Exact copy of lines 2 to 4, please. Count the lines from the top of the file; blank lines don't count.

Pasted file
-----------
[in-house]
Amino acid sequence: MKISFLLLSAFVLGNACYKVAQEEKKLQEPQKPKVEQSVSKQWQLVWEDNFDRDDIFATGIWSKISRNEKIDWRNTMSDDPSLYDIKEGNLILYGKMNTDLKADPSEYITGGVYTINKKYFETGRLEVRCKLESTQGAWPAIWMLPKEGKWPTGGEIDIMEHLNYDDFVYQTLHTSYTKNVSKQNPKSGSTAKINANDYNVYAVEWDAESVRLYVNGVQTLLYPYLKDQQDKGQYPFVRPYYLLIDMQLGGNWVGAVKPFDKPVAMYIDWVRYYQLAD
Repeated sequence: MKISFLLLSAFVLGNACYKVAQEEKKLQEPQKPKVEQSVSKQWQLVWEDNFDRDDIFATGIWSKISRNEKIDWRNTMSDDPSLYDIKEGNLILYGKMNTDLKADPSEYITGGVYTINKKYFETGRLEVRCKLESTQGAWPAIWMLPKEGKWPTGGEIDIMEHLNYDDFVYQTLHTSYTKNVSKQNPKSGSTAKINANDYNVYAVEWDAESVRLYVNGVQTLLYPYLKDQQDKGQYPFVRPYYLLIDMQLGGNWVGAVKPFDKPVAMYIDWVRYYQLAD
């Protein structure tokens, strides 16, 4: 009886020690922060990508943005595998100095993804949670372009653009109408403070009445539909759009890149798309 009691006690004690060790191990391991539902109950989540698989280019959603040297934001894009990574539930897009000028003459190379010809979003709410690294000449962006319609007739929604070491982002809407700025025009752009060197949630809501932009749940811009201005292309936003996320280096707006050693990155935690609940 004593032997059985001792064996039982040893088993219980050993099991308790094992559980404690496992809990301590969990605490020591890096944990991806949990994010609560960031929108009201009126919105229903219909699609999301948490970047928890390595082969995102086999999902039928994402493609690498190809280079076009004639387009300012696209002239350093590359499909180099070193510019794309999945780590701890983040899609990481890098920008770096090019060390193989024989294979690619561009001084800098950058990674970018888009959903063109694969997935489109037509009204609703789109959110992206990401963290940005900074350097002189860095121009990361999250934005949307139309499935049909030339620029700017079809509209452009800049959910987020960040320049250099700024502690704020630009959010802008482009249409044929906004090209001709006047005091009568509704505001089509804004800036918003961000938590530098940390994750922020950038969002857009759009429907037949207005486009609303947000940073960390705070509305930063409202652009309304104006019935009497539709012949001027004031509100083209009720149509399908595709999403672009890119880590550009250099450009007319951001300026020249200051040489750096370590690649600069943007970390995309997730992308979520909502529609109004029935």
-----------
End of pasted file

Amino acid sequence: MKISFLLLSAFVLGNACYKVAQEEKKLQEPQKPKVEQSVSKQWQLVWEDNFDRDDIFATGIWSKISRNEKIDWRNTMSDDPSLYDIKEGNLILYGKMNTDLKADPSEYITGGVYTINKKYFETGRLEVRCKLESTQGAWPAIWMLPKEGKWPTGGEIDIMEHLNYDDFVYQTLHTSYTKNVSKQNPKSGSTAKINANDYNVYAVEWDAESVRLYVNGVQTLLYPYLKDQQDKGQYPFVRPYYLLIDMQLGGNWVGAVKPFDKPVAMYIDWVRYYQLAD
Repeated sequence: MKISFLLLSAFVLGNACYKVAQEEKKLQEPQKPKVEQSVSKQWQLVWEDNFDRDDIFATGIWSKISRNEKIDWRNTMSDDPSLYDIKEGNLILYGKMNTDLKADPSEYITGGVYTINKKYFETGRLEVRCKLESTQGAWPAIWMLPKEGKWPTGGEIDIMEHLNYDDFVYQTLHTSYTKNVSKQNPKSGSTAKINANDYNVYAVEWDAESVRLYVNGVQTLLYPYLKDQQDKGQYPFVRPYYLLIDMQLGGNWVGAVKPFDKPVAMYIDWVRYYQLAD
């Protein structure tokens, strides 16, 4: 009886020690922060990508943005595998100095993804949670372009653009109408403070009445539909759009890149798309 009691006690004690060790191990391991539902109950989540698989280019959603040297934001894009990574539930897009000028003459190379010809979003709410690294000449962006319609007739929604070491982002809407700025025009752009060197949630809501932009749940811009201005292309936003996320280096707006050693990155935690609940 004593032997059985001792064996039982040893088993219980050993099991308790094992559980404690496992809990301590969990605490020591890096944990991806949990994010609560960031929108009201009126919105229903219909699609999301948490970047928890390595082969995102086999999902039928994402493609690498190809280079076009004639387009300012696209002239350093590359499909180099070193510019794309999945780590701890983040899609990481890098920008770096090019060390193989024989294979690619561009001084800098950058990674970018888009959903063109694969997935489109037509009204609703789109959110992206990401963290940005900074350097002189860095121009990361999250934005949307139309499935049909030339620029700017079809509209452009800049959910987020960040320049250099700024502690704020630009959010802008482009249409044929906004090209001709006047005091009568509704505001089509804004800036918003961000938590530098940390994750922020950038969002857009759009429907037949207005486009609303947000940073960390705070509305930063409202652009309304104006019935009497539709012949001027004031509100083209009720149509399908595709999403672009890119880590550009250099450009007319951001300026020249200051040489750096370590690649600069943007970390995309997730992308979520909502529609109004029935």